U.Va. and William & Mary Host Joint Webinar to Share Plans for Carbon Neutrality by 2030 – The Cavalier Daily


The University and William and Mary College hosted a webinar on Tuesday to discuss plans to become carbon neutral by 2030, in line with executive order 77including the University’s 2030 sustainability agenda Planwhose implementation began in June 2021.

Schools hope to balance carbon production with carbon removal so that there is zero net carbon change. Coupled with a host of sustainability goals, a drive for carbon neutrality puts schools in a position to significantly reduce negative impacts on the environment.

The University and William and Mary hosted the joint webinar with the aim of sharing plans for these ambitious goals with their respective student bodies. The two schools’ sustainability teams aim to partner to communicate their actions and support joint infrastructure changes.

During the webinar, interns and student leaders from the University’s Office of Sustainability presented various ways the University has worked towards the goal of carbon neutrality. Next, student leaders from both universities also presented personal choices students could make to live more sustainably.

Madeline Bertagnolli, a senior at William and Mary, presented at the webinar and has been involved in the school’s sustainability journey since her freshman year. Being the greenhouse gas student, in particular, put her in a position to execute this event.

“The joint webinar is cool, because I think a lot of students don’t know [what we do]said Bertagnolli.

To engage students in sustainability efforts, the University runs an Eco-Leaders program that assigns one or two students to advocate on their individual dorm association councils. College freshman Emily Horn is an eco-leader in her dorm and has seen first-hand the impacts of climate change and pollution – as discussed in the webinar.

Horn said she believes the University’s 2030 plan is important in addressing these challenges.

“Over time, I have been able to see how pollution and climate change [are] affecting wildlife in the wild which I love very much,” said Horn.

The webinar made the case for sustainable practices that lead to less harmful waste – such as compostable items – and an overall decrease in waste. Examples of these sustainable practices include composting, decreasing single-use plastics, and environmentally friendly production options for products. In canteens, plastic-based utensils and cups have been replaced with commercially compostable alternatives.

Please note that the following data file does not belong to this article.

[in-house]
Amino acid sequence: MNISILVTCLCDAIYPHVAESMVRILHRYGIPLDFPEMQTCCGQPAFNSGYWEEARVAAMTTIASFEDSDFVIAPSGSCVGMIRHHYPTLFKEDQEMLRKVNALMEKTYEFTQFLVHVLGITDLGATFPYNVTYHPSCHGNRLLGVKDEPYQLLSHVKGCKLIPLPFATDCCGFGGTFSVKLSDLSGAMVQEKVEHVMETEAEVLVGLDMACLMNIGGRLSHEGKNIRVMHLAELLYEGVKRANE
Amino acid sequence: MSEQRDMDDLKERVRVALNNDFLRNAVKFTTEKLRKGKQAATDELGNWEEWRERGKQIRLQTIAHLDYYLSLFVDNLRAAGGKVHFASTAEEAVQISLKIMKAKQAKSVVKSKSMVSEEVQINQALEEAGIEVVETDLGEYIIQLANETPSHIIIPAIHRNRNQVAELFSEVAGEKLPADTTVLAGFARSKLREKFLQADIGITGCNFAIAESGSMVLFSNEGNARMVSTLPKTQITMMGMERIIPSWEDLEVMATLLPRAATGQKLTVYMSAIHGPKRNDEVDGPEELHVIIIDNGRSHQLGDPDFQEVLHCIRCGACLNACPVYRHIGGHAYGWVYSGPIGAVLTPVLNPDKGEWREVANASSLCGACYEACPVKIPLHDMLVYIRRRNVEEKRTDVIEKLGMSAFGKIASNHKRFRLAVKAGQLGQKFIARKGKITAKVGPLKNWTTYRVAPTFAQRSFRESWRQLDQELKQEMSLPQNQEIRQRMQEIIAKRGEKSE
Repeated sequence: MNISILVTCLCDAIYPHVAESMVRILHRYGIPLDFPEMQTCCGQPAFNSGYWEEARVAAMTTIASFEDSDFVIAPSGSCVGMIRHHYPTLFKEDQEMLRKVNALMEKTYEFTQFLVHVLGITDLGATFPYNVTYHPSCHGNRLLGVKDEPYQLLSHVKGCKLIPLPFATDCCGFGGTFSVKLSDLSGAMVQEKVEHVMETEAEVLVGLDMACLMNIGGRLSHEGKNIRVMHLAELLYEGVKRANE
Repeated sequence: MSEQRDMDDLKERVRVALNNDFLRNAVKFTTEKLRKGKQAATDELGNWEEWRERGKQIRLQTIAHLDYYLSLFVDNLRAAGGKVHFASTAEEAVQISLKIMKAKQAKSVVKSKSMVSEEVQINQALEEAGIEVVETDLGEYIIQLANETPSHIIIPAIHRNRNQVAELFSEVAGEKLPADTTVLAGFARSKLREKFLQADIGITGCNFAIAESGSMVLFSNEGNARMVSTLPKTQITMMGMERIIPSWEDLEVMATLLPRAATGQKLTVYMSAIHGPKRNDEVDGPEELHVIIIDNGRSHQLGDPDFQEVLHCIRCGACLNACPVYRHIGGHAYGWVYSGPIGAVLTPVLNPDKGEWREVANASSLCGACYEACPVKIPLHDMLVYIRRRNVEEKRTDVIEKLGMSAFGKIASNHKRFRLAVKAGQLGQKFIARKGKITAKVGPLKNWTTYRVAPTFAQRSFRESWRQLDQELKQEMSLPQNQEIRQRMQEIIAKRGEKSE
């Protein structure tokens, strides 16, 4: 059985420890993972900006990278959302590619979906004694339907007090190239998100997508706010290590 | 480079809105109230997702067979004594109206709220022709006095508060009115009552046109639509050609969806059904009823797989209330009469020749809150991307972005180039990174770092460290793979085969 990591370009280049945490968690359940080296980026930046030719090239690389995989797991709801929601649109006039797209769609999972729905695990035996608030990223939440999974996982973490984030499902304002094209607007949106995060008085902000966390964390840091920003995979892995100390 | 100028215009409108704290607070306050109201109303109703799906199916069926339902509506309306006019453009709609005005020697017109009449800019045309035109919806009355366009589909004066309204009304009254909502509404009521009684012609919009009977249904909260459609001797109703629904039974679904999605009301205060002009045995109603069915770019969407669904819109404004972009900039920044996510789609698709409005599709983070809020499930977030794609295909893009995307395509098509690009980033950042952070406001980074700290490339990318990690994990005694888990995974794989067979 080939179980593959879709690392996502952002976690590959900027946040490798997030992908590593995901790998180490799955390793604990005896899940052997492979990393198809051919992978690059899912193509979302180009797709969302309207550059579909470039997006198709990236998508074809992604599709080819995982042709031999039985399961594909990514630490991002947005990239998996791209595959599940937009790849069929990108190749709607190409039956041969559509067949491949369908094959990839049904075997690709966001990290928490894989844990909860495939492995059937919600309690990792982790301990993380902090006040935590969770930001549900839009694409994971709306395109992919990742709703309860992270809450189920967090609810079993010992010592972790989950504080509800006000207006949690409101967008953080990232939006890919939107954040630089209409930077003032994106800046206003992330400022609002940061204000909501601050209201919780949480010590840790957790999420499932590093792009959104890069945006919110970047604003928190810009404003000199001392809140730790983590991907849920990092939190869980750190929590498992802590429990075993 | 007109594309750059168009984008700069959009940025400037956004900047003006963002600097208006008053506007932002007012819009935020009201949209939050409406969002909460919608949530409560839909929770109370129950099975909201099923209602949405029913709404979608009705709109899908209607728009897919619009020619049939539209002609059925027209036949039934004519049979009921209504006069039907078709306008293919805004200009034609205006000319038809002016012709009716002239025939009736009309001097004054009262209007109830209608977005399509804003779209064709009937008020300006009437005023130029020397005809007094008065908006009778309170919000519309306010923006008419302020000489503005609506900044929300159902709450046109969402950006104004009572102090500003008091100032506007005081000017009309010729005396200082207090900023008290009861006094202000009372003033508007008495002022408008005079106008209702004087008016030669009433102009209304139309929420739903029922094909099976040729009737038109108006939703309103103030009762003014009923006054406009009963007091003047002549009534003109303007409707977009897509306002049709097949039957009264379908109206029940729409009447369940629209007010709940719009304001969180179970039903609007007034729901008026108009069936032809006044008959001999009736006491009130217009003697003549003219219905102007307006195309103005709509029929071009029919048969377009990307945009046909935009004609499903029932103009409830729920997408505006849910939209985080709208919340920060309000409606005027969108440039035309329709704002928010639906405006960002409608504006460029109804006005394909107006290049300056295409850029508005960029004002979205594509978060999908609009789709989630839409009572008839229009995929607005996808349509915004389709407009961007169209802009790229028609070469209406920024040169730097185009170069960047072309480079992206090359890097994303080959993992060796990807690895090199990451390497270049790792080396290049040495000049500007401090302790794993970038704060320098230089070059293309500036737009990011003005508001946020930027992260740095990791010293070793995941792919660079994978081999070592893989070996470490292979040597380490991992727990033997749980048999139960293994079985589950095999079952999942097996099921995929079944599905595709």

Jesse Warren, Sustainability Program Manager for Buildings and Operations in the Office of Sustainability, has focused his career on helping the University’s sustainability goals from a different perspective – designing and redesigning buildings. By optimizing electrical systems and implementing more sustainable, electric heating and cooling, Warren’s team was able to make the University’s buildings more efficient without complete demolition.

“What I think is most transformative in the decade I’ve been at U.Va. is the path…we’re largely moving toward electrification and moving away from fossil fuels,” Warren said.

The measures taken by the two universities range from educational changes to infrastructural changes on property owned by the university. In particular, new majors, such as the interdisciplinary Environmental Thinking and Practice major, and courses, such as the academic seminar, Designing a Carbon Neutral Future, that highlight eco-responsible and sustainable thoughts, practices and communication have been created. to enable students of all disciplines have access to these resources.

The University’s 2030 sustainability plan has phases that will take a decade to complete, including reducing waste, adjusting food suppliers and emphasizing sustainability in the classroom. It has four facets: Governance and collaboration, Engage, Discover and Intend.

As part of the 2030 Plan, Tuesday’s webinar aimed to encourage students to take individual initiatives in their personal lives to live more sustainably by composting more, reducing consumption and eating more sustainably. The webinar also encouraged students – like Horn – to get involved with the Office for Sustainability through classes, internships and events.

“In order to preserve any aspect of the planet, we have to be sustainable,” Horn said. “Sustainability impacts everyone in a personal way.”

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